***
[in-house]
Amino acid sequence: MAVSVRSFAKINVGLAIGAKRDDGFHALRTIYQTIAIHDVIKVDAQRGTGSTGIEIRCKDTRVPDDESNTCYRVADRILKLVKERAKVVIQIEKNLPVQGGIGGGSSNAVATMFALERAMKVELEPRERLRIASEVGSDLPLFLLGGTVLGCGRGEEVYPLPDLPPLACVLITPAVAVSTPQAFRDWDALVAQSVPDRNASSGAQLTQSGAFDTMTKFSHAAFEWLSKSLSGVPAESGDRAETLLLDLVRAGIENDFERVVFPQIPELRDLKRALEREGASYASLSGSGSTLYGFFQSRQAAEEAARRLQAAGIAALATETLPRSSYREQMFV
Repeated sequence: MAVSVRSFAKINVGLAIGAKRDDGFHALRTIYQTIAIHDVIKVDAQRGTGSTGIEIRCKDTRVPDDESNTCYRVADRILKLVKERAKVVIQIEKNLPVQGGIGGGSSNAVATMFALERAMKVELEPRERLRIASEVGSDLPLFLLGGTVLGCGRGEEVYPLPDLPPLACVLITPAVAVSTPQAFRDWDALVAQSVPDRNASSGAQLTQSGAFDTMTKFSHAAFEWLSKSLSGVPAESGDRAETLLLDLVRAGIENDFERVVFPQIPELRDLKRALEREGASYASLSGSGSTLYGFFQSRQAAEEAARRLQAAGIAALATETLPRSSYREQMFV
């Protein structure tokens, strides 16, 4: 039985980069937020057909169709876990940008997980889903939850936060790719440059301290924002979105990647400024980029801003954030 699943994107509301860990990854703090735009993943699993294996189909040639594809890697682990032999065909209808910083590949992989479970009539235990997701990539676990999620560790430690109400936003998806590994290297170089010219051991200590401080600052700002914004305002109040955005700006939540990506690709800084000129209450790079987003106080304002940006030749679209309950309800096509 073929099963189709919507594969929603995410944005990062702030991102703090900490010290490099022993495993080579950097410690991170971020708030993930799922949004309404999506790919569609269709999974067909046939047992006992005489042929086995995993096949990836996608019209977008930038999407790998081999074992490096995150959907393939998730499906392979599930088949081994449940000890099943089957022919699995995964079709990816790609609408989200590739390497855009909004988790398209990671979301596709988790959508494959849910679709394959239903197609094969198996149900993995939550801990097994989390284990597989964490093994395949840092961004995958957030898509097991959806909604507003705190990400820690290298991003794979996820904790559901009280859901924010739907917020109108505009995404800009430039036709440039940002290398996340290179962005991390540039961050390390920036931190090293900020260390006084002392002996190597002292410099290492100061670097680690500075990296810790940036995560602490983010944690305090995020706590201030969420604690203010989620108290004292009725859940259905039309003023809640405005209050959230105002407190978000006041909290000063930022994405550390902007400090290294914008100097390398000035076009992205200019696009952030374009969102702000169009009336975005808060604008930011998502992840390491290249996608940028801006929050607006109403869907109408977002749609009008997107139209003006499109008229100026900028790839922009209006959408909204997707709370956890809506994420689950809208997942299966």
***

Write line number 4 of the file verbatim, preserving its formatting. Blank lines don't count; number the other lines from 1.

């Protein structure tokens, strides 16, 4: 039985980069937020057909169709876990940008997980889903939850936060790719440059301290924002979105990647400024980029801003954030 699943994107509301860990990854703090735009993943699993294996189909040639594809890697682990032999065909209808910083590949992989479970009539235990997701990539676990999620560790430690109400936003998806590994290297170089010219051991200590401080600052700002914004305002109040955005700006939540990506690709800084000129209450790079987003106080304002940006030749679209309950309800096509 073929099963189709919507594969929603995410944005990062702030991102703090900490010290490099022993495993080579950097410690991170971020708030993930799922949004309404999506790919569609269709999974067909046939047992006992005489042929086995995993096949990836996608019209977008930038999407790998081999074992490096995150959907393939998730499906392979599930088949081994449940000890099943089957022919699995995964079709990816790609609408989200590739390497855009909004988790398209990671979301596709988790959508494959849910679709394959239903197609094969198996149900993995939550801990097994989390284990597989964490093994395949840092961004995958957030898509097991959806909604507003705190990400820690290298991003794979996820904790559901009280859901924010739907917020109108505009995404800009430039036709440039940002290398996340290179962005991390540039961050390390920036931190090293900020260390006084002392002996190597002292410099290492100061670097680690500075990296810790940036995560602490983010944690305090995020706590201030969420604690203010989620108290004292009725859940259905039309003023809640405005209050959230105002407190978000006041909290000063930022994405550390902007400090290294914008100097390398000035076009992205200019696009952030374009969102702000169009009336975005808060604008930011998502992840390491290249996608940028801006929050607006109403869907109408977002749609009008997107139209003006499109008229100026900028790839922009209006959408909204997707709370956890809506994420689950809208997942299966």